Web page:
They suffered in silence for years, only to learn their anguish would never lead to criminal justice.
That’s because for many sex abuse victims, the statute of limitations to pursue a legal case has passed.
Statutes of limitation are meant, in part, to prevent unreliable testimony from witnesses whose memories have faded.
But in many sex abuse cases, assaults are seared into victims’ memories — and it’s their fear of ridicule or retaliation that keeps them silent.
Now, thanks to the courage of victims who faced the public spotlight, some states have changed their laws to make it easier to prosecute sex abusers long after the attack.
Here’s a look at some states that have taken action — and who inspired the change:
California drops its statute after Cosby allegations
This week, the world watched as disgraced comedian Bill Cosby left a courtroom in handcuffs for sexually assaulting a woman in Pennsylvania.
Yet many of Cosby’s accusers said they were sexually assaulted in California decades ago. But when they started coming forward, the statute of limitations for rape and other sex crimes in California was just 10 years.
As the country gained understanding about why many victims hesitate to come forward, California lawmakers decided to eliminate the statute of limitations for rape and sex crimes.
“Rapists should never be able to evade legal consequences simply because an arbitrary time limit has expired,” bill author and state Sen. Connie Leyva said when the law passed. “There must never be an expiration date on justice.”
Michigan rewrites law thanks to Nassar’s victims
It started with the bravery of Rachael Denhollander. It ended with Michigan trying to make sure child molesters won’t get away with their crimes.
In between, more than 150 women and girls accused Larry Nassar, a former doctor for USA Gymnastics and Michigan State University, of sex crimes over the past two decades.
Many said they were children when Nassar molested them under the guise of medical treatment.
Nassar, 55, was sentenced to 40 to 175 years in prison in January.
But most of his accusers in Michigan couldn’t bring charges against him. At the time, child sex abuse victims had to come forward before their 19th birthday.
Inspired by the courage of survivors like Denhollander — the first woman to publicly accuse Nassar of abuse — Michigan passed a law that gives child sex abuse victims more time to seek charges against their abusers.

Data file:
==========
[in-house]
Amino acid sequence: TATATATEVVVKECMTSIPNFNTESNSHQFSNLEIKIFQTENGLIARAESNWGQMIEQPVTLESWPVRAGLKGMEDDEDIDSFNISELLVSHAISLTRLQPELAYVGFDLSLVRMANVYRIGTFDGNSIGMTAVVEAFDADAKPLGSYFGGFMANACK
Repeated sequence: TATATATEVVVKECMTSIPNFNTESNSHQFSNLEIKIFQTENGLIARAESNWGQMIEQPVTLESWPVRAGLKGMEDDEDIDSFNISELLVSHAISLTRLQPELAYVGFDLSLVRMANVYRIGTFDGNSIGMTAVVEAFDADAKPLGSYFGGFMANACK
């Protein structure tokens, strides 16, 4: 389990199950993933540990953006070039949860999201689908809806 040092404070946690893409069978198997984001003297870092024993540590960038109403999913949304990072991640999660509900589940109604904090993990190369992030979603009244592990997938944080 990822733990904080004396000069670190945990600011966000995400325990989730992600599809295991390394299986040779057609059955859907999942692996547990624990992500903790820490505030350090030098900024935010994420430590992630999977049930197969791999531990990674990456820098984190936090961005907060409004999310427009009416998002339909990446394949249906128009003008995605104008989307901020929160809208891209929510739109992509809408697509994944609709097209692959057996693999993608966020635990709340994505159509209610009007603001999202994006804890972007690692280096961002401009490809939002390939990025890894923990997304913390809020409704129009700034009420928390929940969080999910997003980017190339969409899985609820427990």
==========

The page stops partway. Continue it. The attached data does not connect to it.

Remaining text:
Now, a criminal indictment for such cases can be filed within 15 years of the crime or by the survivor’s 28th birthday — whichever occurs later, Lt. Gov. Brian Calley told CNN. (The statute of limitations for adult sex abuse victims remains six to 10 years, depending on the degree of the crime.)
Calley signed the new law in June, flanked by Michigan native Denhollander and other survivors of Nassar’s abuse.
“We regard Rachael Denhollander as a hero over in these parts,” Calley said.
Pennsylvania might change the law after priest abuse scandal
In a scathing report released last month, a Pennsylvania grand jury said it believes more than 1,000 children were sexually abused by hundreds of priests over the past seven decades. And those are just the cases it knows about.
“We believe that the real number of children whose records were lost or who were afraid ever to come forward is in the thousands,” the grand jury report says.
Like many who said they were abused as children, Robert — now 83 — said he couldn’t fathom going to authorities when he was 13 years old.
“Who would have believed me? (That) a priest, in 1948 or ’47, would abuse you or do that?” he said.
The criminal statute of limitations for child sex abuse cases used to be just five years in Pennsylvania. Now child victims have until age 50 to seek prosecution, and until age 30 to file civil suits.
But the grand jury pushed for removing the statute of limitations for criminal cases because “no piece of legislation can predict the point at which a victim of child sex abuse will find the strength to come forward.”
The state legislature is now considering a bill that would remove the criminal statute of limitations for child sex abuse cases. The bill would also raise the age limit for filing civil lawsuits to 50.
And state Rep. Mark Rozzi — himself a survivor of priest abuse — wants a two-year window during which any victim of child sex abuse could sue their abuser, regardless of how long ago the crime happened.
That idea won the praise of Shaun Dougherty, a New York restaurateur who said he was abused by a Pennsylvania priest as a child.
“The retroactive (civil lawsuit) window portion of the bill … would give somebody like me an opportunity,” he said.